As an Afro-Caribbean woman and first generation American, legacies of slavery, colonialism, and poverty have left clear imprints on my family and me. The connections between race, gender, diaspora, and lived experiences became tangible for me as an undergraduate student when I began to internalize how historical events have left palpable impacts on contemporary institutions and marginalized populations. My professors’ abilities to concretize course material not only deepened my knowledge, but also led me to a greater understanding of how to productively engage students in historical inquiry. As a result, I use a constructivist pedagogy that situates students as active participants with a shared responsibility in the learning process.
Three core principles underline my teaching. First, I cultivate students’ abilities to synthesize information about processes of change. Second, I challenge students to articulate evidence-based arguments about their worldviews. Third, I prompt students to recognize the material significance of concepts we explore in class. I structure readings, class discussions, and written assignments such that students synthesize diverse sources, thereby offering multiple entry points into course content. In sum, my pedagogical strategies ensure that new interpretations of race, gender, and systems of oppression are accessible to students as they historicize the processes that facilitate and impede social change.
University of Cincinnati
- Women and Activism. Women’s, Gender, and Sexuality Studies Department. (Spring 2017)
University of Massachusetts Amherst
- History of the Civil Rights Movement [Online Course]. W.E.B. Du Bois Department of Afro-American Studies. (Winter 2017, Fall 2015)
- Black Women in the Americas and the Caribbean. W.E.B. Du Bois Department of Afro-American Studies. (Spring 2016)
- Introduction to African American History, 1619-1860. Teaching Assistant. W.E.B. Du Bois Department of Afro-American Studies. (Fall 2015)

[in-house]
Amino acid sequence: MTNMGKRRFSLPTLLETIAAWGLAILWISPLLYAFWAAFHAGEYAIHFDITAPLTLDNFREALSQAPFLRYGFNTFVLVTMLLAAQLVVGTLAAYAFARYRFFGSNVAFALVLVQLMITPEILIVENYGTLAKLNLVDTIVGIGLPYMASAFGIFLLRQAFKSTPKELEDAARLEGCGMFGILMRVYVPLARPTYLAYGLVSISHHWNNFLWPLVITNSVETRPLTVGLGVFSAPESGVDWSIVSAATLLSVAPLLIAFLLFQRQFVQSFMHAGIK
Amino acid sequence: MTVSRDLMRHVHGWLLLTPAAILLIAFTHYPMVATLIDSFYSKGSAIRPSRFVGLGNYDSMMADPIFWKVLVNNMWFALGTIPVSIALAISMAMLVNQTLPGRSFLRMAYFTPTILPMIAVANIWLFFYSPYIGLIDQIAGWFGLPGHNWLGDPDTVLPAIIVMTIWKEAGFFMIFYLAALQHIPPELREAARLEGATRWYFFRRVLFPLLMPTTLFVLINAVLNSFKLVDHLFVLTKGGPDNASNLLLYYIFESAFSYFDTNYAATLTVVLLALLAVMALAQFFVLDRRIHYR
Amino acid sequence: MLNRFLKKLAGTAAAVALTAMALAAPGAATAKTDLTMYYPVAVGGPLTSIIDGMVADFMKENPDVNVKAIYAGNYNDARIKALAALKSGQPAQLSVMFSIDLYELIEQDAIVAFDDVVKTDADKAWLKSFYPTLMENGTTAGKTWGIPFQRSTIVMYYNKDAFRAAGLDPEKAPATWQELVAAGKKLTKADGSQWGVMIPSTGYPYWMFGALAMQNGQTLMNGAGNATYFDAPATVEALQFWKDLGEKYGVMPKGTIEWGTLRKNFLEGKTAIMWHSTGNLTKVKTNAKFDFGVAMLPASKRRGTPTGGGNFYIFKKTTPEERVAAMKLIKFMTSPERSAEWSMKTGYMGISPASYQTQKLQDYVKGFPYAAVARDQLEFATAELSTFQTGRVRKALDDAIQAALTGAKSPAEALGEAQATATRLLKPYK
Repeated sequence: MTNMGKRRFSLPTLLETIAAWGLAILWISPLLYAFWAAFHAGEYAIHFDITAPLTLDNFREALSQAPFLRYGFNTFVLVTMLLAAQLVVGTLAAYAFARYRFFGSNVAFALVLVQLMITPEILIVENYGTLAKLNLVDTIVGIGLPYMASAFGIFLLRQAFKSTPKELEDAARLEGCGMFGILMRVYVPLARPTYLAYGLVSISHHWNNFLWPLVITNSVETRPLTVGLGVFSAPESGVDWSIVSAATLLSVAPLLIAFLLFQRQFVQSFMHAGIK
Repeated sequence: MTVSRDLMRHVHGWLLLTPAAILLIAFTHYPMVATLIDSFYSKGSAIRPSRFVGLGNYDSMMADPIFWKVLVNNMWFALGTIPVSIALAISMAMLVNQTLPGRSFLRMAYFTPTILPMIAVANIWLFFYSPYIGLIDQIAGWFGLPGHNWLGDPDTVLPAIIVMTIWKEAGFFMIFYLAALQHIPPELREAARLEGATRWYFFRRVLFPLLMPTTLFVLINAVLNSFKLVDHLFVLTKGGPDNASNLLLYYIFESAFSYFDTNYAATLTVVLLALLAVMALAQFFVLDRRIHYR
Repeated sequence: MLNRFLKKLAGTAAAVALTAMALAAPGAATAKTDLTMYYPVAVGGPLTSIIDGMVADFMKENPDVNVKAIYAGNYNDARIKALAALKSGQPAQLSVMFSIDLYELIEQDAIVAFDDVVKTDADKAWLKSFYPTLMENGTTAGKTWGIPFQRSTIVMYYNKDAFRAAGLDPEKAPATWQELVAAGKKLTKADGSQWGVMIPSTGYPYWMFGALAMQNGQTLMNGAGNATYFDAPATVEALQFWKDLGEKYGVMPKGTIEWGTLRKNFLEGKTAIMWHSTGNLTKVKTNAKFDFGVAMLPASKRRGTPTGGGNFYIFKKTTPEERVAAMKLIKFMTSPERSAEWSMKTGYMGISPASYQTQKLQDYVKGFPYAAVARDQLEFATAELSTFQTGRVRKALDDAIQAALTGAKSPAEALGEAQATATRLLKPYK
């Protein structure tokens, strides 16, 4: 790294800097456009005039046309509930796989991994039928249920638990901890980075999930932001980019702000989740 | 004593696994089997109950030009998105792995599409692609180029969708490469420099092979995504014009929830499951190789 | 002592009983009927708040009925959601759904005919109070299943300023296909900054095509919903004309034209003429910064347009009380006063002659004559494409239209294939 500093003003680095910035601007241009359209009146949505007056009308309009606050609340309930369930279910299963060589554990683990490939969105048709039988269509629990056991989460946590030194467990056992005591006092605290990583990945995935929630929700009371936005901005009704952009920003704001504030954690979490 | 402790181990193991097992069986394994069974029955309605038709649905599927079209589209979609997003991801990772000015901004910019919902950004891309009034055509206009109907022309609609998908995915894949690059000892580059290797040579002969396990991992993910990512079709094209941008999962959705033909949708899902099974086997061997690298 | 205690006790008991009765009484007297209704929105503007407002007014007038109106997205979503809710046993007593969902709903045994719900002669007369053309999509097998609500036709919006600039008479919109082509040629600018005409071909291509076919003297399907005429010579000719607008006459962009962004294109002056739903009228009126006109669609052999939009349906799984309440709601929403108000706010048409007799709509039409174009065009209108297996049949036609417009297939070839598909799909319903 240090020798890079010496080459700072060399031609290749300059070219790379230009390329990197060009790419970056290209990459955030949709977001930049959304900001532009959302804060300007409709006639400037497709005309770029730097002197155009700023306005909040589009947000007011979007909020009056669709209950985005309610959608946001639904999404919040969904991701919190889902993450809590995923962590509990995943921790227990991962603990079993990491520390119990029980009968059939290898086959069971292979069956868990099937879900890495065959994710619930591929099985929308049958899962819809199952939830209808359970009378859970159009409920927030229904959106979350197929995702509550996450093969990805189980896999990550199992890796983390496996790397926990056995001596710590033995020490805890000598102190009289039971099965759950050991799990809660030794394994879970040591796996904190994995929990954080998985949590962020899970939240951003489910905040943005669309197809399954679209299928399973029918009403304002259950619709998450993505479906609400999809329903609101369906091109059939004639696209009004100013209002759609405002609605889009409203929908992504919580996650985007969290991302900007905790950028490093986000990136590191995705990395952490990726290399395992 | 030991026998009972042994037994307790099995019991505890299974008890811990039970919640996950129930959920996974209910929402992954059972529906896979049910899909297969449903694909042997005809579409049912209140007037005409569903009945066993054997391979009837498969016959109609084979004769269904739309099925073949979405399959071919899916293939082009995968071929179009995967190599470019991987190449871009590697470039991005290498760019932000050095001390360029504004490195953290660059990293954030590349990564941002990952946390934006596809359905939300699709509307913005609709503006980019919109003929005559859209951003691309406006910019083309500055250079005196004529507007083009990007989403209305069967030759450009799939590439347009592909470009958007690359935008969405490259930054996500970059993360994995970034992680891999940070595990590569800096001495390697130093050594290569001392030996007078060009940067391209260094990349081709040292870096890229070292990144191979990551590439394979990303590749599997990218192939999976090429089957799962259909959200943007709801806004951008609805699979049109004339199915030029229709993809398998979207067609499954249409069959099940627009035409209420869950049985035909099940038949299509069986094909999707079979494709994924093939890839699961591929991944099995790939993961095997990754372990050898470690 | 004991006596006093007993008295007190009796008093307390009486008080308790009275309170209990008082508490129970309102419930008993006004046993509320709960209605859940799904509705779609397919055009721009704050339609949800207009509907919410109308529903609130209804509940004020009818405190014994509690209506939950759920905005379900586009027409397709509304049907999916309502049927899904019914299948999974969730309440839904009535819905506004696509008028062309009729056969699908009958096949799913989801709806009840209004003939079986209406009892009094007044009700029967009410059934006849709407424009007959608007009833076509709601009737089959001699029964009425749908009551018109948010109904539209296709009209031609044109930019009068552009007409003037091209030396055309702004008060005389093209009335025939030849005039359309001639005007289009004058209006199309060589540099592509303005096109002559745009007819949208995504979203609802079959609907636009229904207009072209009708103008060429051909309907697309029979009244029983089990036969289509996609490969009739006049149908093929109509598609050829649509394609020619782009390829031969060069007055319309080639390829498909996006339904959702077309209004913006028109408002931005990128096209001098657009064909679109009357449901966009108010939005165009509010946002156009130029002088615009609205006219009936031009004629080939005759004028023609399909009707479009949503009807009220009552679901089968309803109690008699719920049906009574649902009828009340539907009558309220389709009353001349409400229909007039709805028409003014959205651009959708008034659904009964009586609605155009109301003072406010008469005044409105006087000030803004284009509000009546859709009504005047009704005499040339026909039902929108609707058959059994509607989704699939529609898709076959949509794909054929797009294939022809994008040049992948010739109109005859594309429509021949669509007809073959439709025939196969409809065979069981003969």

- Introduction to African American History, 1860-1954. Teaching Assistant. W.E.B. Du Bois Department of Afro-American Studies. (Spring 2015)
- History of the Civil Rights Movement. Teaching Assistant. W.E.B. Du Bois Department of Afro-American Studies, University of Massachusetts Amherst. (Fall 2014)
Black Women in the Americas and the Caribbean
This course will survey the historical, political, economic and socio-cultural realities that Black women in the Americas and the Caribbean have faced and continue to face. A variety of readings by and about Black women will highlight the ways in which race, class, and gender combine to operate in the lives of Black women. Special attention will be paid to Black women as laborers, Black women as political activists, and the various ways in which Black women in the Americas and the Caribbean experience race and gender.
- Analyze the relationships between race, class, gender, and sexuality from the 1700s to the present
- Consider how race and gender have jointly impacted social, economic, legal, and political systems in the global community
- Understand the shared experiences and histories of black women through time and space
- Examine the diversity of black women's lives through time and space
Women and Activism
This course will provide a historical overview of how women have influenced and engaged in various forms of activism, and will provide students a self-directed experiential learning opportunity. Students will evaluate the factors that have contributed to and impeded social change, and will then apply their knowledge by developing community action projects.
- Explain how race, class, sexuality, religion, nationality, and other categories of identity have impacted women’s activism
- Evaluate women activists' approaches to reproductive justice, the carceral state, electoral politics, and environmental justice
- Identify and articulate the ideologies that have shaped women's activism
- Apply activist strategies by designing and implementing a community action project
History of the Civil Rights Movement
This course will examine the trajectory of the Civil Rights Movement by focusing on particular events, strategies, organizations, and political actors. After identifying the conditions that contributed to the emergence of the Civil Rights Movement, the course will trace the movement from the landmark 1954 Brown v. Board case to the rise of Black Power during the 1970s. The course will conclude by examining the relationship between the Civil Rights Movement and the #BlackLivesMatter movement.
- Explain the significance of various events, campaigns, Supreme Court decisions, executive orders, and legislation during the Civil Rights Movement
- Identify key actors in the Civil Rights Movement and evaluate the narratives surrounding their activism
- Differentiate between the ideologies supported by and strategies employed by various organizations, including but not limited to the NAACP, SNCC, the SCLC, CORE, and the BPP
- Understand the roles that the legislative, executive, and judicial branches played in the Civil Rights Movement
- Analyze the relationships between race, gender, sexuality, and the Civil Rights Movement
- Consider the legacy and contemporary implications of the Civil Rights Movement